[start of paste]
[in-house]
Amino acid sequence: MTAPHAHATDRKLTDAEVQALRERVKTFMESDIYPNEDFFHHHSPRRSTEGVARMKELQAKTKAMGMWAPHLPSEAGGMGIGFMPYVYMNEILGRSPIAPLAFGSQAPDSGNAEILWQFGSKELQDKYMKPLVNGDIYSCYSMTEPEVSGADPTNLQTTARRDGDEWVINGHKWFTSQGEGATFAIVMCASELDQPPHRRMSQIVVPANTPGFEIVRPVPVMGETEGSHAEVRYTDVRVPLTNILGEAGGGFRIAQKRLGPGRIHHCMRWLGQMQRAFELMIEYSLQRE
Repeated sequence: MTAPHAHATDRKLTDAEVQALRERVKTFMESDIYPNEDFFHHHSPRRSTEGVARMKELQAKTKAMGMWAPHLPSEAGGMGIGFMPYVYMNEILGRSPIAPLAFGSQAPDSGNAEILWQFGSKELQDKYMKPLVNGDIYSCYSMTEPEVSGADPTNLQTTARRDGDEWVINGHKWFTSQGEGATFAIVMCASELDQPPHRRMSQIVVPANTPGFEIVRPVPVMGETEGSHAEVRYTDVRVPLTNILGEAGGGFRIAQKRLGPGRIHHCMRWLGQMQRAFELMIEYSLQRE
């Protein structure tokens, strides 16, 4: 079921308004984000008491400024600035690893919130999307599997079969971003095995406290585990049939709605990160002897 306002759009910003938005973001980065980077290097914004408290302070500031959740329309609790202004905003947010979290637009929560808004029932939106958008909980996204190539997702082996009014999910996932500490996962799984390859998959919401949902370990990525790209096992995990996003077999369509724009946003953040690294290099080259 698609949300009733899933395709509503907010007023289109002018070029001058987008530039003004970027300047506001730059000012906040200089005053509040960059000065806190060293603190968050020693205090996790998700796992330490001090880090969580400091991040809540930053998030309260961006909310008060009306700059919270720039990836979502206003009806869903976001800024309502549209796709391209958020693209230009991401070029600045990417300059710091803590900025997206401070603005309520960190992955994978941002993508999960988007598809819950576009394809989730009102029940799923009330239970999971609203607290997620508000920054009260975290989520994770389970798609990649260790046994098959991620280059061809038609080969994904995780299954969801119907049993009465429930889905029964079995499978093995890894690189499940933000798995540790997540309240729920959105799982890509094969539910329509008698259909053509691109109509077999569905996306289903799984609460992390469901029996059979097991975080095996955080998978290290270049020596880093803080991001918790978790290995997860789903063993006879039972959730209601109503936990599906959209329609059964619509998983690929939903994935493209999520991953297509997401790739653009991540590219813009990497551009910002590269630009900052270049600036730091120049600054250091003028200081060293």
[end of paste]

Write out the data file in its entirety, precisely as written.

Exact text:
[in-house]
Amino acid sequence: MTAPHAHATDRKLTDAEVQALRERVKTFMESDIYPNEDFFHHHSPRRSTEGVARMKELQAKTKAMGMWAPHLPSEAGGMGIGFMPYVYMNEILGRSPIAPLAFGSQAPDSGNAEILWQFGSKELQDKYMKPLVNGDIYSCYSMTEPEVSGADPTNLQTTARRDGDEWVINGHKWFTSQGEGATFAIVMCASELDQPPHRRMSQIVVPANTPGFEIVRPVPVMGETEGSHAEVRYTDVRVPLTNILGEAGGGFRIAQKRLGPGRIHHCMRWLGQMQRAFELMIEYSLQRE
Repeated sequence: MTAPHAHATDRKLTDAEVQALRERVKTFMESDIYPNEDFFHHHSPRRSTEGVARMKELQAKTKAMGMWAPHLPSEAGGMGIGFMPYVYMNEILGRSPIAPLAFGSQAPDSGNAEILWQFGSKELQDKYMKPLVNGDIYSCYSMTEPEVSGADPTNLQTTARRDGDEWVINGHKWFTSQGEGATFAIVMCASELDQPPHRRMSQIVVPANTPGFEIVRPVPVMGETEGSHAEVRYTDVRVPLTNILGEAGGGFRIAQKRLGPGRIHHCMRWLGQMQRAFELMIEYSLQRE
């Protein structure tokens, strides 16, 4: 079921308004984000008491400024600035690893919130999307599997079969971003095995406290585990049939709605990160002897 306002759009910003938005973001980065980077290097914004408290302070500031959740329309609790202004905003947010979290637009929560808004029932939106958008909980996204190539997702082996009014999910996932500490996962799984390859998959919401949902370990990525790209096992995990996003077999369509724009946003953040690294290099080259 698609949300009733899933395709509503907010007023289109002018070029001058987008530039003004970027300047506001730059000012906040200089005053509040960059000065806190060293603190968050020693205090996790998700796992330490001090880090969580400091991040809540930053998030309260961006909310008060009306700059919270720039990836979502206003009806869903976001800024309502549209796709391209958020693209230009991401070029600045990417300059710091803590900025997206401070603005309520960190992955994978941002993508999960988007598809819950576009394809989730009102029940799923009330239970999971609203607290997620508000920054009260975290989520994770389970798609990649260790046994098959991620280059061809038609080969994904995780299954969801119907049993009465429930889905029964079995499978093995890894690189499940933000798995540790997540309240729920959105799982890509094969539910329509008698259909053509691109109509077999569905996306289903799984609460992390469901029996059979097991975080095996955080998978290290270049020596880093803080991001918790978790290995997860789903063993006879039972959730209601109503936990599906959209329609059964619509998983690929939903994935493209999520991953297509997401790739653009991540590219813009990497551009910002590269630009900052270049600036730091120049600054250091003028200081060293």